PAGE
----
$ 554,500 - Price for Set of Silver Playing Cards
Usually the case of people playing cards against each other to win some money, it was a completely opposite scene at Christies New York auction where bidders competed against each other to win a deck of cards for real casino.
Despite their popularity among noble clientele - silver cards were supplied to the courts of Bavaria, Tuscany, and Brunswick among others - only five sets of silver playing cards are known to survive today. And one of them was sold at auction in New York.
The extremely rare set of German engraved and parcel-gilt silver playing cards, signed Michael Frömmer, Augsburg, 1616, realising $554,500 (£350,949 or €401,811), doubling its estimate of $150,000 - $250,000.
Consigned by the descendant of General Manuel Oribe of Uruguay, the lot is the only complete deck of 52 cards in existence that are engraved in the four Italian suits: swords, batons, cups, and coins, each suit with a king, a knight, a knave, and pip cards ace through ten.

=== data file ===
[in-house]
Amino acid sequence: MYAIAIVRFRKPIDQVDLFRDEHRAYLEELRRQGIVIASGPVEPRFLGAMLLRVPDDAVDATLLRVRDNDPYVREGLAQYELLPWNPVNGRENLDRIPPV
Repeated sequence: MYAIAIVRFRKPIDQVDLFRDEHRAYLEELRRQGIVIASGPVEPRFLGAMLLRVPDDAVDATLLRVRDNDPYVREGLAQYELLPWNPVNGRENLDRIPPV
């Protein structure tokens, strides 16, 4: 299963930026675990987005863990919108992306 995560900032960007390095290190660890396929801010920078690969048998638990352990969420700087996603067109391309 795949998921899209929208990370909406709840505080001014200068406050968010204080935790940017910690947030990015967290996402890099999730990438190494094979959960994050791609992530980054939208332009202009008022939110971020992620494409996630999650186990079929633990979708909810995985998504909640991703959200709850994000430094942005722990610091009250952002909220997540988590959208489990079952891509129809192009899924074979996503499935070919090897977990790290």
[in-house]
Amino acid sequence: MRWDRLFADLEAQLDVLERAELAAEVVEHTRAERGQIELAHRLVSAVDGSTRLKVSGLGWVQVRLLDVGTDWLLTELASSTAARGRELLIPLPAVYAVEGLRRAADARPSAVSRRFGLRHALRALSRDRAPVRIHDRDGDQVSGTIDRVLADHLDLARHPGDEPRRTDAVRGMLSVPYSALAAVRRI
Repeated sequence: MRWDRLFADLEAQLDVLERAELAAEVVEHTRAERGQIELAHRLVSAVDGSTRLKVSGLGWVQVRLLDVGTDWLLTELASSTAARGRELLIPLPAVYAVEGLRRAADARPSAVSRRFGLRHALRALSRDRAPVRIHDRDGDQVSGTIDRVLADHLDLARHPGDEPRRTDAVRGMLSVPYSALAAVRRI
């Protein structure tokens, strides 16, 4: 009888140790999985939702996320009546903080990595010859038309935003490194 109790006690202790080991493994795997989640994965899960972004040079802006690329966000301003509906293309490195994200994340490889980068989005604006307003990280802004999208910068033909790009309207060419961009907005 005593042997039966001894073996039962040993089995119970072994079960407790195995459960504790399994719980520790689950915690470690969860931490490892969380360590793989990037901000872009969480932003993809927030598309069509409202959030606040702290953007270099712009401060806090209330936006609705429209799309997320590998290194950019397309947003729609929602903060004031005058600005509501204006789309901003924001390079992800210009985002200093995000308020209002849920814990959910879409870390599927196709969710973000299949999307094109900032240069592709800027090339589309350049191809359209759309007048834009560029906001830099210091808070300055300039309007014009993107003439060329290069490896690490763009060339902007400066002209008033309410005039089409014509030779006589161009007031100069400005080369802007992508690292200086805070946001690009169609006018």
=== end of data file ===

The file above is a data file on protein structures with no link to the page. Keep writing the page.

Jennifer Pitman, Head of Sale, Silver Department, said:
"We were delighted to see international participation and high prices for important silver, especially for the top lot of the sale- the rare set of parcel-gilt silver playing cards of 1616."
This deck will join the collection fan of gambling casino. And also, it's an excellent investment for money, as the price for it will grow.